The amateur aeronautical engineers from YouTube’s Flight Test are known for their massive flying experiments that are often surprisingly successful. But it’s this tiny creation, an RC version of the flying house from Pixar’s Up that’s held aloft by actual helium balloons, that we’d most like to see available as a kit.
Like many of you, I work in front of a computer. They’re powerful devices, but they also suck your will to live and trick you into never, ever getting up and going outside. Reasons like that are why fitness trackers were invented.
Every person who has seen the movie Up and also enjoys dreaming about fanciful things every now and again has thought about flying away in balloons like Carl Fredricksen. Professional daredevil and crazy person Erik Roner just did it. He bought tanks of helium to pump up giant balloons to make him fly.
Have you ever thought how great it would be to fly, only to look up, and see the dangers of wires, tree branches, and street lights in your way? (Ah, then I'm the only one.) The point is, there's a lot over our heads, all the time. So for this week's Shooting Challenge, shoot straight up.
Jawbone is acquiring BodyMedia, makers of health monitoring armbands, for over $100 million. No further details have been made public about the deal.
Last night we reported about Jonathan Trappe, a man who's hoping to fly a tiny balloon-tethered house across the Atlantic ocean. But his Up-inspired planning would probably have been a lot easier had he access to this online calculator that lets you know exactly how many helium filled balloons you'd need to hoist your…
We'll forgive you for mistaking Jonathan Trappe for Carl Fredriksen of the Pixar movie UP. Like Fredriksen, Trappe is a "cluster balloonist" who likes to fly around the world with a bunch of balloons. He's attempting to cross the Atlantic Ocean soon.
Jawbone has given its life-tracking Up bracelet a second chance. The original was promising, but had a sky-high failure rate. The new band, Jawbone hopes, will fix the massive problems of the original, and deliver on its equally massive potential.
Bjork's fifth album, Vespertine could come out 10 years from now and it would still sound startlingly ahead of it's time. Quiet, meditative and stark, the LP is absolutely perfect for these winter months.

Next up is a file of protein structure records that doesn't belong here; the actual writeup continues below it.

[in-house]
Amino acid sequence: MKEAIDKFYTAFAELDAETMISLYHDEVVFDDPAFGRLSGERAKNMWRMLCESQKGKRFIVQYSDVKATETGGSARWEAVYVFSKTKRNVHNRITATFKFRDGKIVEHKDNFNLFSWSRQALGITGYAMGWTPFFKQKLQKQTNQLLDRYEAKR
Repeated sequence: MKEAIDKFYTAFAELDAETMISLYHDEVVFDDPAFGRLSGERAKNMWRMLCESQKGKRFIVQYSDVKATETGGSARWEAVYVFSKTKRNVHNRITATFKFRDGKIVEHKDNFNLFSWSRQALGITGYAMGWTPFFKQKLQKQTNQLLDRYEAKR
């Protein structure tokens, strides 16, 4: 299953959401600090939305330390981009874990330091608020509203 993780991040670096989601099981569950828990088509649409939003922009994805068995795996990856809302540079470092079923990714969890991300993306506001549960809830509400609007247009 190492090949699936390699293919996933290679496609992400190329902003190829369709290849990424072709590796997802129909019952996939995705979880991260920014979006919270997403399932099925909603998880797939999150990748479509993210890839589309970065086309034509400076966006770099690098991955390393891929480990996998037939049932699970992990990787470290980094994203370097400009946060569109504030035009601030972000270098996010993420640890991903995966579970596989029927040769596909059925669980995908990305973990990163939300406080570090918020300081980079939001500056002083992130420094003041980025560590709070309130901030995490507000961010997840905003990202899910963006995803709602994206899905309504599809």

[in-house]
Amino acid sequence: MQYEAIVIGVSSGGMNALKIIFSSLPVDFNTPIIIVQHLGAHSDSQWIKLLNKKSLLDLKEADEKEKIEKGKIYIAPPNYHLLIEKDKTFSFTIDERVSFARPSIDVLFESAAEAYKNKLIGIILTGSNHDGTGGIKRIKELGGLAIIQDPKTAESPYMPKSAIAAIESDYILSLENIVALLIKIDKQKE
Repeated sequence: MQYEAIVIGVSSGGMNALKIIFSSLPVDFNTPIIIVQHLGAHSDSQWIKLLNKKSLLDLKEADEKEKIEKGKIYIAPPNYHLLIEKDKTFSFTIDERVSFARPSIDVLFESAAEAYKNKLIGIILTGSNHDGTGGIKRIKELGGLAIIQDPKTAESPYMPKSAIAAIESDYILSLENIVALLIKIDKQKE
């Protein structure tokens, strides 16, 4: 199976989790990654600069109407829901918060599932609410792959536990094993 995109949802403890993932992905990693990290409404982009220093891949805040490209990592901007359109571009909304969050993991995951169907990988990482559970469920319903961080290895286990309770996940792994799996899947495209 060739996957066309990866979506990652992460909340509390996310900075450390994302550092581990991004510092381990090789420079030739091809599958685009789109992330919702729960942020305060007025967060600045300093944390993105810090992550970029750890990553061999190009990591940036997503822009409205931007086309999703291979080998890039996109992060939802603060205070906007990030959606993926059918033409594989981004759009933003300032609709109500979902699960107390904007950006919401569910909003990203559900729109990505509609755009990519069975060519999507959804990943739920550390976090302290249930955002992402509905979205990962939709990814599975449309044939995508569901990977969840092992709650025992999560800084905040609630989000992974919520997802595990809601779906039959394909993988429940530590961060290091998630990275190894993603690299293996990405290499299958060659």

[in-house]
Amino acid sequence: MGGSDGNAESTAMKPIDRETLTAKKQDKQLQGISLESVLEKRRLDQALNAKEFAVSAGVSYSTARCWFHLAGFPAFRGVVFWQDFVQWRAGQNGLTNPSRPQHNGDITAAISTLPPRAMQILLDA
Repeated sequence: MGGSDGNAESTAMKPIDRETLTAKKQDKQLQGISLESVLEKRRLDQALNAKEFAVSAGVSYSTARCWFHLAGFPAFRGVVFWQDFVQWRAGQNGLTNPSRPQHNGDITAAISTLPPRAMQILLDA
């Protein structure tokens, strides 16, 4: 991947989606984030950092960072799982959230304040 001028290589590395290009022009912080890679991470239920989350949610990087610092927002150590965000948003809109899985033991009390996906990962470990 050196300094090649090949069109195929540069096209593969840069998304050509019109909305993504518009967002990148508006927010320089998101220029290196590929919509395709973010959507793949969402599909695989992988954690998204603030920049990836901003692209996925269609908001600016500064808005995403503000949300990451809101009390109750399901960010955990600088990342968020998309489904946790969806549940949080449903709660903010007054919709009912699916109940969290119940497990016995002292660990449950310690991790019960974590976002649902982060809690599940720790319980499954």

We all know Jawbone best for their small things that make sound—Bluetooth headsets and speakers. But their newest concoction doesn't make any noise at all—it's a bracelet. The Up band will keep tabs on your body, 24/7.
We were all amazed when we saw the real life Up House that could fly with balloons. I might be more amazed at this Up House though, it's an exact replica of the one Carl and Ellie lived in. Exact.
Every American knows (or should know) they've got a right to an attorney. But when you're being arrested at 2 AM, legal counsel may prove hard to find. Not so with LawyerUp.
Please, let's never take Pixar for granted. And if we ever do find ourselves somehow deadened to the animation kingpin's charms, let's watch this gorgeous montage of their 12 feature films, 20 short films, and countless memories and moments. That should fix us right up. [Slashfilm]
This is really nuts. The people from National Geographic have built a house inspired by the Pixar movie Up! Yes, a house tied to gas balloons that actually flies. I'm so giddy I can barely type.
Ordinarily I'd assume this victim was pulling our leg, but Sook Shin just doesn't look the type. The university researcher's laptop contained years of work in the cancer field—and nope, she didn't back it up. D'oh! [CNET]
If you haven't watched Inception, spoilers alert. If you haven't watched Up!, spoilers alert. For the rest of you, this Inception/Up! trailer mash-up will make you flip out. In the words of Mark Wilson: "holy shit that trailer is amazing."
The FCC has re-defined the minimum requirements of broadband to 4 Mbps downstream and 1 Mbps upstream. That's a huge jump up from the previous minimum of 200Kbps but is fitting given our video streaming, downloading and cloud living times. As for myself, I could barely live with 4 Mbps down but then the FCC reminds me…
As if the movie wasn't good enough—the first ten minutes alone make it worth it, even if they kill me every single time—now you can get a real Luxo Jr. lamp with this limited edition of Up!
Colby Curtin, a 10-year-old girl suffering from terminal vascular cancer, told her mom that she wanted to live to see Pixar's Up. But before she could visit the theater, her condition became too unstable for her to be moved.